In my various travels, I’ve been able to attend some amazing art galleries and museums. I’ve seen the Louvre, the d’Orsée, the Rodin Museum, the National Gallery, the Tate Modern, the National Portrait Gallery in London, and the Smithsonian, just to name a few. These museums and galleries contain artwork that is technically amazing, inspiring, and connects to the human soul through drops of paint or clay.
On July 19th, I attended another art gallery. The art displayed there will never grace the walls of the Louvre or the Smithsonian; probably no more than 150 people ever saw it. And if it was graded, it might not even receive an “A”. Yet, it was one of the best art galleries I’ve ever been to.
This summer, special education teacher candidates (including myself) have been teaching at elementary school summer programs for students with disabilities in the neighboring districts. The Young Artist Gallery Stroll displayed the artwork these students did in class.
My class’ artwork
On a technical level, did their art compare to Monet, Rodin, or Bernini? No. Does that matter? Not really.
So what does matter then?
As I walked around the room, looking at the various artwork, I saw their personalities come out in their artwork. Art helped them express something about themselves; then, they got to share it with others. That’s one important part.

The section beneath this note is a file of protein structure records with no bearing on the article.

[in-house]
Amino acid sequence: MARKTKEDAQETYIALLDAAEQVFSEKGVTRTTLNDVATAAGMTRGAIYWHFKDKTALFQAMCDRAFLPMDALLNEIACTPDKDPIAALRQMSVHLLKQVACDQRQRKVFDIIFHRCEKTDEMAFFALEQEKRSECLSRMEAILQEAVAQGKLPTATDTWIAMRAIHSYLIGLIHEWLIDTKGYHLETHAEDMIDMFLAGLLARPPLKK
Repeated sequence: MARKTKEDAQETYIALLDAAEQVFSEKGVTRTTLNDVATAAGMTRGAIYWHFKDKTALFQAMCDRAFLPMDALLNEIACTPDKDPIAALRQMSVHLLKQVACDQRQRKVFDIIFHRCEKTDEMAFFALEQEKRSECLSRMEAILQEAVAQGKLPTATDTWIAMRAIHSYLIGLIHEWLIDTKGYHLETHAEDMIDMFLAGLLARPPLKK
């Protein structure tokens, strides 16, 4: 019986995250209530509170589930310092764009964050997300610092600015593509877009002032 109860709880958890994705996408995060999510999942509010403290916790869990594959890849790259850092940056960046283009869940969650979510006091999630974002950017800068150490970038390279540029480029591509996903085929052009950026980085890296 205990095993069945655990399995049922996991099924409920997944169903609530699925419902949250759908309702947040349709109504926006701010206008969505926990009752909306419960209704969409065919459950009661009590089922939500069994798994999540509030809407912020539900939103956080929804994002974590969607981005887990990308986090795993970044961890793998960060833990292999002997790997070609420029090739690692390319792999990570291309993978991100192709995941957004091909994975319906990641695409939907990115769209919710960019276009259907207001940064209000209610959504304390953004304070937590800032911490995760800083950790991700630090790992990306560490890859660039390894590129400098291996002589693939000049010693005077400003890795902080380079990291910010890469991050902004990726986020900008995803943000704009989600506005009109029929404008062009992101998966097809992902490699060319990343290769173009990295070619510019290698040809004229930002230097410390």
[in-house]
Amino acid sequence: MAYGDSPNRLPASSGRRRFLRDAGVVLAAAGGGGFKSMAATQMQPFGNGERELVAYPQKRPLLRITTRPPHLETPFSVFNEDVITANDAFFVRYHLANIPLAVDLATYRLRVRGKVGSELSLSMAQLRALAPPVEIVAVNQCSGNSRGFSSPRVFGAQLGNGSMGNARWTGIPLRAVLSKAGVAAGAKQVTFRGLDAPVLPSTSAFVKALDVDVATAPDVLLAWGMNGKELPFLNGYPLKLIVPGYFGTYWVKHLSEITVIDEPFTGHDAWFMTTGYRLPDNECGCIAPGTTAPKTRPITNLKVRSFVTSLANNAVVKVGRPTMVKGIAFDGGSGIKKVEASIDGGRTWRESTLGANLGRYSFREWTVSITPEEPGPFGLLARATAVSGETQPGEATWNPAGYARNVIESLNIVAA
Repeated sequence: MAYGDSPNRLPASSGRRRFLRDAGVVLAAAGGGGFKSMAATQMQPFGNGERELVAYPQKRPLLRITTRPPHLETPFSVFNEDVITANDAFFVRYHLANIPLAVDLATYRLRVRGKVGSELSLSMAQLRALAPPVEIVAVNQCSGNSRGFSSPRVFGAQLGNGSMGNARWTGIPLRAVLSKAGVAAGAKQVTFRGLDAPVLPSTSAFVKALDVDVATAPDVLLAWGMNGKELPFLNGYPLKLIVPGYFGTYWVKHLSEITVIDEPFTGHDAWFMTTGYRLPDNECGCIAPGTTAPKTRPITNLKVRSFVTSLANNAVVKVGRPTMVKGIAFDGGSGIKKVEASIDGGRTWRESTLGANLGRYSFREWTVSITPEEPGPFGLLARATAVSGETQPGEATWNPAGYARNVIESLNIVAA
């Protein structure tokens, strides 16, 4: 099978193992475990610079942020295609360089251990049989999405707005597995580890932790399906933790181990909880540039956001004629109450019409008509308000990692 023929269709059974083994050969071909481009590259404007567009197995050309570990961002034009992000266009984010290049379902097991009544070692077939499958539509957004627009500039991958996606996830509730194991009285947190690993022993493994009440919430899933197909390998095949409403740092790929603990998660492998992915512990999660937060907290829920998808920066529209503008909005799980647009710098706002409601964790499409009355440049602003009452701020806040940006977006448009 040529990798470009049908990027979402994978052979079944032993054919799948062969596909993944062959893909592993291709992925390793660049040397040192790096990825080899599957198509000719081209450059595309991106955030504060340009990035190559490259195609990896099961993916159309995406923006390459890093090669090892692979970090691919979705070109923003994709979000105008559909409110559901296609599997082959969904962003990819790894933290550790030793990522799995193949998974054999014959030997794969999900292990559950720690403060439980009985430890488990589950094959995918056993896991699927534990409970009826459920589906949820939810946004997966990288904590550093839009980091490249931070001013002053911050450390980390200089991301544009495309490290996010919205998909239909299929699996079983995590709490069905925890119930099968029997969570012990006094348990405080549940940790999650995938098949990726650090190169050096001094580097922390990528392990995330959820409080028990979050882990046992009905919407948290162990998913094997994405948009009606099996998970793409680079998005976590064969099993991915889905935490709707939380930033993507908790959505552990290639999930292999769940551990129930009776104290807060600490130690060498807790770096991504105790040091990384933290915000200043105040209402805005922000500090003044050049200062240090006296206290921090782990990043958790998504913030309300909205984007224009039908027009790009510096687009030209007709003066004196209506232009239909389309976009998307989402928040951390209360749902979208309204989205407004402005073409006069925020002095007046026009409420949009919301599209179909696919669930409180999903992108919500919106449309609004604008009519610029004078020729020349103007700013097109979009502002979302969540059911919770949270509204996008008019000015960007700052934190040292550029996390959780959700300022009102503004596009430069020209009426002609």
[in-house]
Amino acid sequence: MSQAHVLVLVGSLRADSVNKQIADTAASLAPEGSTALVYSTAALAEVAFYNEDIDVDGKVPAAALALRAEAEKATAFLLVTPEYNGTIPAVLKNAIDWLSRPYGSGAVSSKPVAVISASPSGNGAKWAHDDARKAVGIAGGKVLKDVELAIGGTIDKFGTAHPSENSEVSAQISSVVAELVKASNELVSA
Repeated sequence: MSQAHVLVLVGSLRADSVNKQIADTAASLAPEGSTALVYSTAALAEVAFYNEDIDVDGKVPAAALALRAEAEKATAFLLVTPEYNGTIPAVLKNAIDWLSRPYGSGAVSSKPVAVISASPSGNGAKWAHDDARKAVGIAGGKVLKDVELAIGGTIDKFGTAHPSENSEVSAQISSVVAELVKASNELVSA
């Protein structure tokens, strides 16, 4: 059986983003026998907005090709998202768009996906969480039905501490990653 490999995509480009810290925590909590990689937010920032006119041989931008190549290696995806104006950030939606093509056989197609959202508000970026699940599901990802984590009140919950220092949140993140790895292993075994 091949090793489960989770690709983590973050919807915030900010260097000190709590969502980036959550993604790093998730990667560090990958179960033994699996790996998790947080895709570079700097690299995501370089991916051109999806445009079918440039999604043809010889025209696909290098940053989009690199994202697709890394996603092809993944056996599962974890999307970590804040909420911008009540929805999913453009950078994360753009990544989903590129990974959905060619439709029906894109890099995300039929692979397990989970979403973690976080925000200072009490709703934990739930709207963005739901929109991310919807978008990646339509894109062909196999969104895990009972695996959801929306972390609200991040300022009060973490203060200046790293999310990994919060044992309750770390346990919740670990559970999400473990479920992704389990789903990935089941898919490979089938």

Several of my students and their families were able to come. My students were bursting with pride as they walked around the room. People kept telling them what a good job they did. So, they got recognized for a job well done. That’s another important part.
It made me realize some important things about art in the classroom.
1. Art does not have to be perfect to be enjoyed.
- Not a single project there was perfect, but it was one of the most enjoyable experiences with art I’ve ever had.
2. Focus on art as a form of expressing yourself.
- Giving some choices for the project lets students show their creativity.
3. Give recognition for a job well done.
- Make sure that you have some way of telling your students what a great job they did. It not only makes them feel good in that moment, it might also inspire them to keep creating throughout their lives.